Once upon a time I sat at a blackjack table in Vegas, losing hand after hand. Finally I noticed the dealer's nametag: "Victor". Sometimes the name fits the man. Rob McKenna is such a man.

If you have a pre-existing medical condition, a Governor McKenna would ROB you of your access to health care. If you are a woman, a Governor McKenna would ROB you of your right to choose. If you are gay or lesbian, a governor McKenna would ROB you of the ability to legally marry. If you are a Washingtonian who appreciates the beauty of our state, a Governor McKenna would ROB you of clean air and water. And if you are a child in public school, a governor McKenna would ROB you of your education funding (and probably take your lunch money too).

Jay Inslee supports the Affordable Health Care Act, a woman's right to choose, Referendum 74, strong environmental protections and full public school funding. Don't get ROBBED!


Lieutenant Governor
Being Washington state's Lieutenant Governor is a bit like being an NFL referee: Unless you screw up, no one knows you're there. Have you ever heard of Brad Owen? Well he's been your Lieutenant Governor for 15 years!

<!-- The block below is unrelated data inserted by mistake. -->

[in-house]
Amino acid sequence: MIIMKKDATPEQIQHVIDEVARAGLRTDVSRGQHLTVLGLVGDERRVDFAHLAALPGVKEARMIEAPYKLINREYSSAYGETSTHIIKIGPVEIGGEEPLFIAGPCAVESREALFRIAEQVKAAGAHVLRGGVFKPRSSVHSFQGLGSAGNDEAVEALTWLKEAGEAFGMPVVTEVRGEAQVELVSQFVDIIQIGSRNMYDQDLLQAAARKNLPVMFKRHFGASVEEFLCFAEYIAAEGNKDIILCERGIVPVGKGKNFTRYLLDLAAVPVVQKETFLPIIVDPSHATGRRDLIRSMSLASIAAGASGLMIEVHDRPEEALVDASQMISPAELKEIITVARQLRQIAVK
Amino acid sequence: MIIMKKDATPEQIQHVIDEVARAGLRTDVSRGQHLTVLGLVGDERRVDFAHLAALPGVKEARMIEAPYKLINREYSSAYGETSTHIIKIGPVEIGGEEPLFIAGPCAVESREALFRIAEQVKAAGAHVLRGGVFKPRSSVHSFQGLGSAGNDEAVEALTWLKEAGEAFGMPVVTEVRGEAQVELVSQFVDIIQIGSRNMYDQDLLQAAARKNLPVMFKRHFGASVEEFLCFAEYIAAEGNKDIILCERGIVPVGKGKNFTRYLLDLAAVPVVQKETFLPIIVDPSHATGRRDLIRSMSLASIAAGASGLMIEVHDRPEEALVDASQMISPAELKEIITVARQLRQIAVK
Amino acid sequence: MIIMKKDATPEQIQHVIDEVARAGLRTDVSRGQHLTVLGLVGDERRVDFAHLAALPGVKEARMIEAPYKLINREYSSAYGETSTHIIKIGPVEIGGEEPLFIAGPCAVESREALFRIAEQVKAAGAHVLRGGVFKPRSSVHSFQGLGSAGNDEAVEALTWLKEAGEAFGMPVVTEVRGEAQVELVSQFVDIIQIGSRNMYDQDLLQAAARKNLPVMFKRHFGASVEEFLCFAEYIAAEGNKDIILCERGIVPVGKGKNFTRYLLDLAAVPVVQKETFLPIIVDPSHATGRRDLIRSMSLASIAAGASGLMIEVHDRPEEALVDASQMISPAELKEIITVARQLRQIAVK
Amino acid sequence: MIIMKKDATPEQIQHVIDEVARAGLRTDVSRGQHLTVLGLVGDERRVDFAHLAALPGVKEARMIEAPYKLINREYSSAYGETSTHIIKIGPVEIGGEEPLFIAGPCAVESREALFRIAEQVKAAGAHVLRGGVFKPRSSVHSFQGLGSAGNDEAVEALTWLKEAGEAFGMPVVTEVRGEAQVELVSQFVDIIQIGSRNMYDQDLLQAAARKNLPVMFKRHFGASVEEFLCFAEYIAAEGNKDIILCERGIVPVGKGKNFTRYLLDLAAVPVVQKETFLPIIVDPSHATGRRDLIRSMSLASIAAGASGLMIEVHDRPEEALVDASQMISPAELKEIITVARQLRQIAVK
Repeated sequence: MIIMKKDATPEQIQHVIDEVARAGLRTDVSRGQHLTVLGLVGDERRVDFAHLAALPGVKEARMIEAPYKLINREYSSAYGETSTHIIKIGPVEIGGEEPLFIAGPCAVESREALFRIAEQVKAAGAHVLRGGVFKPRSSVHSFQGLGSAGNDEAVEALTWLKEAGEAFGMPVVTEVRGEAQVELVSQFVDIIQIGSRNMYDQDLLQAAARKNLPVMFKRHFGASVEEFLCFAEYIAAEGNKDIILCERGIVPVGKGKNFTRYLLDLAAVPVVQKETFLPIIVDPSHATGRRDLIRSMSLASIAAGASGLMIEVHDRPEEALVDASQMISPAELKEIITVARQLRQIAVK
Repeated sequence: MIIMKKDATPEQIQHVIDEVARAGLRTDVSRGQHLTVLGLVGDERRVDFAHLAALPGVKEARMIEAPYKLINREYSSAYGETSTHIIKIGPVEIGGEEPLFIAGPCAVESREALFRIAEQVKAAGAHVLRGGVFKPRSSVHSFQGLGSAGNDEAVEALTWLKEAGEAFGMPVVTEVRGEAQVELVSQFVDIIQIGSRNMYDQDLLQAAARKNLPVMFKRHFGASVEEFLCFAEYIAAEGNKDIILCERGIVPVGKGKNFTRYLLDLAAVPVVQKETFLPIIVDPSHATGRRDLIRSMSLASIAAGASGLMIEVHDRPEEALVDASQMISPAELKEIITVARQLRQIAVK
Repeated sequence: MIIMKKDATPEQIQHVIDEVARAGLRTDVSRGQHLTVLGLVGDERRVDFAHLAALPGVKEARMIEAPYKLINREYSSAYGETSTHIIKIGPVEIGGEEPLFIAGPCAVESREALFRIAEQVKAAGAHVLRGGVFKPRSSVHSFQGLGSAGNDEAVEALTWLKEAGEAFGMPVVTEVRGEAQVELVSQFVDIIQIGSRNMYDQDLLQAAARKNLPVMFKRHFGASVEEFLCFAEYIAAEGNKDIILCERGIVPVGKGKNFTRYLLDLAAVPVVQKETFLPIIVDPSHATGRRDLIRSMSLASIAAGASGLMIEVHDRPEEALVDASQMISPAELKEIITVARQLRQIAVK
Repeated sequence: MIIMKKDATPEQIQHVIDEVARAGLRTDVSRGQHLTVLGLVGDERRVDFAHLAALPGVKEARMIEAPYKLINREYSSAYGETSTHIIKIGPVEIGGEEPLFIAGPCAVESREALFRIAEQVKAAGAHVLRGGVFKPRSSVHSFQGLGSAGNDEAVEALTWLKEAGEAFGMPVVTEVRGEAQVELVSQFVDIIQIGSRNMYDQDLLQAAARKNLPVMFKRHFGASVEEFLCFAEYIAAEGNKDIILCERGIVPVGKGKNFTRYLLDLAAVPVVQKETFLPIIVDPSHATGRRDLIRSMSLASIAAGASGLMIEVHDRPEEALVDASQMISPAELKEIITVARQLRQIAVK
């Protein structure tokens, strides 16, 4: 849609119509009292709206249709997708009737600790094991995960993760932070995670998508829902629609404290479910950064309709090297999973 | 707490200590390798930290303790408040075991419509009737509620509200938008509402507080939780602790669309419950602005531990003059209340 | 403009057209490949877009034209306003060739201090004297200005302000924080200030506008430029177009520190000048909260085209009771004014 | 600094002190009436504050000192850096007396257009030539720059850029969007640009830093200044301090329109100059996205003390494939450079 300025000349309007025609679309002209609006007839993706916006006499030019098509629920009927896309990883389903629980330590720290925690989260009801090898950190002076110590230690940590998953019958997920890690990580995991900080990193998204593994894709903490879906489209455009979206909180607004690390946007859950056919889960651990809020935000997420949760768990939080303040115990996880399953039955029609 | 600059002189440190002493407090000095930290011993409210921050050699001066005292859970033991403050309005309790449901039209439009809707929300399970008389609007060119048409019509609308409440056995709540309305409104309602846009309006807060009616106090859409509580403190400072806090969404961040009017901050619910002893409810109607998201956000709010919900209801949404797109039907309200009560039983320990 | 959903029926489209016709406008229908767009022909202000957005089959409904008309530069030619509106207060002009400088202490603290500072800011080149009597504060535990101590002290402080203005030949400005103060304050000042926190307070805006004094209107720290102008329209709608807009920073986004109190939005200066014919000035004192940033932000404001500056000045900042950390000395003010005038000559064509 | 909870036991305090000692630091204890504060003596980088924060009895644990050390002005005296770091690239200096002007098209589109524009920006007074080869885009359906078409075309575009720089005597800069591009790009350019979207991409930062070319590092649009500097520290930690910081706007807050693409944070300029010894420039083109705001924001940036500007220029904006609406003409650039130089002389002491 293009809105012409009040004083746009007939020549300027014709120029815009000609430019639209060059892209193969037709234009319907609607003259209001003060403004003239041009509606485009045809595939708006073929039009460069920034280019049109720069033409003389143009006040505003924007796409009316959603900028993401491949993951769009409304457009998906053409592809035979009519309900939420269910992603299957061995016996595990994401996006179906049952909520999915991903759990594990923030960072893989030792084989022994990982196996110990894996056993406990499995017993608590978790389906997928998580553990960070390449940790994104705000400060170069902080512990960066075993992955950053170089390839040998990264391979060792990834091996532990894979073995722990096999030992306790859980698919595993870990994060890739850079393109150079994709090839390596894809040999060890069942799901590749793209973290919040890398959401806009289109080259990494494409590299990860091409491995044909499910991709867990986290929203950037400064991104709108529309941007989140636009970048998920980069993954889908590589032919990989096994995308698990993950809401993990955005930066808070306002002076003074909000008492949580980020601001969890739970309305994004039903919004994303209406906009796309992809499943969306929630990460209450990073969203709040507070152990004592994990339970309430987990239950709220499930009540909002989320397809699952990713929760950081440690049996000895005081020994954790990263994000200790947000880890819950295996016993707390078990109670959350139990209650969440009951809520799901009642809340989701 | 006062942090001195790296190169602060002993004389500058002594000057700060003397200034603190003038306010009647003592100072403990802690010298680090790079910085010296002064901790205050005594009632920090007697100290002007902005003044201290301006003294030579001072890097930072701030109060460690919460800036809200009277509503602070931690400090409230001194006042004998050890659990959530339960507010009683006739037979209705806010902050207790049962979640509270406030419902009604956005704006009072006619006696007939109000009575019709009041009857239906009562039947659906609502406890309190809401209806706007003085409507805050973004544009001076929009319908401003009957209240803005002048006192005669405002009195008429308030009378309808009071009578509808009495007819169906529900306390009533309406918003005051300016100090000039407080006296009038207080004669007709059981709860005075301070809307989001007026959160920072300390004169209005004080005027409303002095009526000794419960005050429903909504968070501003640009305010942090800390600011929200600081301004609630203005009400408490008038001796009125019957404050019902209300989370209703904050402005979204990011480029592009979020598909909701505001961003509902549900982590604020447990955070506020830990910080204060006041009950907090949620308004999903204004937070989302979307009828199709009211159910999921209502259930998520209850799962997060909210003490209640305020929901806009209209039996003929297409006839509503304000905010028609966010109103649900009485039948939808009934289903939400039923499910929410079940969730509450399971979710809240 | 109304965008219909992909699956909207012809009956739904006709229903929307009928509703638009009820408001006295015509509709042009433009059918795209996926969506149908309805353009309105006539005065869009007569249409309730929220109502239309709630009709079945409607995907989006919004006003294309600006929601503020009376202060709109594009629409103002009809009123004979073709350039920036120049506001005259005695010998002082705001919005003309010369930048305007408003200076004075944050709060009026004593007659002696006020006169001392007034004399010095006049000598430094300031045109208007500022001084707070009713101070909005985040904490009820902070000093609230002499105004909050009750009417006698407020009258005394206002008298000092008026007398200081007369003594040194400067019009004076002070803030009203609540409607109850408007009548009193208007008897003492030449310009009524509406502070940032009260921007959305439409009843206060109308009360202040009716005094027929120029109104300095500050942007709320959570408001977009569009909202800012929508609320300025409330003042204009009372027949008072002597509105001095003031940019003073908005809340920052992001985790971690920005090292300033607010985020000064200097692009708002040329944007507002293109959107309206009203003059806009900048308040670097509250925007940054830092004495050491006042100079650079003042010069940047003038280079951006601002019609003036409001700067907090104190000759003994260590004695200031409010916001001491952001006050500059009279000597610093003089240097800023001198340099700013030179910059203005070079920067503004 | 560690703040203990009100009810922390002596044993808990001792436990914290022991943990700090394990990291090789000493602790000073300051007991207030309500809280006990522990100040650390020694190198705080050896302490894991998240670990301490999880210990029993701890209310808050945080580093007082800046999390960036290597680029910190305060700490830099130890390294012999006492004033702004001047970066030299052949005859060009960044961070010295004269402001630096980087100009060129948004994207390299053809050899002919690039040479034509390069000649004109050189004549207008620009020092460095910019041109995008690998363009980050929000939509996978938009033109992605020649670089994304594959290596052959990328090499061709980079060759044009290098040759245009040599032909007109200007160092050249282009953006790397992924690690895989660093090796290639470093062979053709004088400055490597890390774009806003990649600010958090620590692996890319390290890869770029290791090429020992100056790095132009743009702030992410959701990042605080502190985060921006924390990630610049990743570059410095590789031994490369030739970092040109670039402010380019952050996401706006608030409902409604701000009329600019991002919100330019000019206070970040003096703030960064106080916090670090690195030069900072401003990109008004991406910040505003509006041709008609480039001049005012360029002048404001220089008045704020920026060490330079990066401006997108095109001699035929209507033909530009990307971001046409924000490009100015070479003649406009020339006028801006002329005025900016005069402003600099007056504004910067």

Owen's challenger is Bill Finkbeiner, a Republican who has been endorsed by the communists at the Stranger and Publicola, as well as several current and former Democratic politicians. Apparently with the retirement of Secretary of State Sam Reed, Finkbeiner has become the "one Republican Democrats will vote for". Not me. I'm voting for the guy no one knows is there.


Secretary of State
Sam Reed is retiring as Washington's Secretary of State after a twelve-year run of overseeing elections and doing a nice job of it. After all, he's the "one Republican Democrats will vote for" (see above).

The two candidates looking to succeed him have solid resumes and would both likely be capable replacements. But I like Kathleen Drew's positions on making the election process more accessible by implementing Election Day voter registration, increasing the number of ballot dropbox locations and providing statewide primary voter pamphlets.

I guess I'll have to find another Republican to vote for.


State Treasurer